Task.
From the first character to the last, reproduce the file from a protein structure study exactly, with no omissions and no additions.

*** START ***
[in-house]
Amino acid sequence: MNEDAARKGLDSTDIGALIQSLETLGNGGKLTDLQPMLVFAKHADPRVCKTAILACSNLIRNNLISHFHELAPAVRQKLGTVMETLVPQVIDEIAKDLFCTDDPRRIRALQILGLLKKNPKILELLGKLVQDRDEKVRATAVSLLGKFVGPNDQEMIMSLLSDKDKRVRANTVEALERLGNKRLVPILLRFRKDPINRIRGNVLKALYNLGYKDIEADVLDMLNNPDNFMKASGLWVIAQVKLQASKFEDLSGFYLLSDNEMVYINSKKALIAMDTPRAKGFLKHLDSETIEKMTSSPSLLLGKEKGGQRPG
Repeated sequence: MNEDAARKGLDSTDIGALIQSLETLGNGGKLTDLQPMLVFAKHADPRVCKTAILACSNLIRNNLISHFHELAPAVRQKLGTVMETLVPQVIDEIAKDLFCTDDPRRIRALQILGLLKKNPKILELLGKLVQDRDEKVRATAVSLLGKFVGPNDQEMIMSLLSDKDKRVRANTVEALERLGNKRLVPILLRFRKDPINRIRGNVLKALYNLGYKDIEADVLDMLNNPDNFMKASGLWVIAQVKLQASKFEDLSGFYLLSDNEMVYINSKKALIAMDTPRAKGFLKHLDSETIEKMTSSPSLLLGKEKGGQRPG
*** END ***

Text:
[in-house]
Amino acid sequence: MNEDAARKGLDSTDIGALIQSLETLGNGGKLTDLQPMLVFAKHADPRVCKTAILACSNLIRNNLISHFHELAPAVRQKLGTVMETLVPQVIDEIAKDLFCTDDPRRIRALQILGLLKKNPKILELLGKLVQDRDEKVRATAVSLLGKFVGPNDQEMIMSLLSDKDKRVRANTVEALERLGNKRLVPILLRFRKDPINRIRGNVLKALYNLGYKDIEADVLDMLNNPDNFMKASGLWVIAQVKLQASKFEDLSGFYLLSDNEMVYINSKKALIAMDTPRAKGFLKHLDSETIEKMTSSPSLLLGKEKGGQRPG
Repeated sequence: MNEDAARKGLDSTDIGALIQSLETLGNGGKLTDLQPMLVFAKHADPRVCKTAILACSNLIRNNLISHFHELAPAVRQKLGTVMETLVPQVIDEIAKDLFCTDDPRRIRALQILGLLKKNPKILELLGKLVQDRDEKVRATAVSLLGKFVGPNDQEMIMSLLSDKDKRVRANTVEALERLGNKRLVPILLRFRKDPINRIRGNVLKALYNLGYKDIEADVLDMLNNPDNFMKASGLWVIAQVKLQASKFEDLSGFYLLSDNEMVYINSKKALIAMDTPRAKGFLKHLDSETIEKMTSSPSLLLGKEKGGQRPG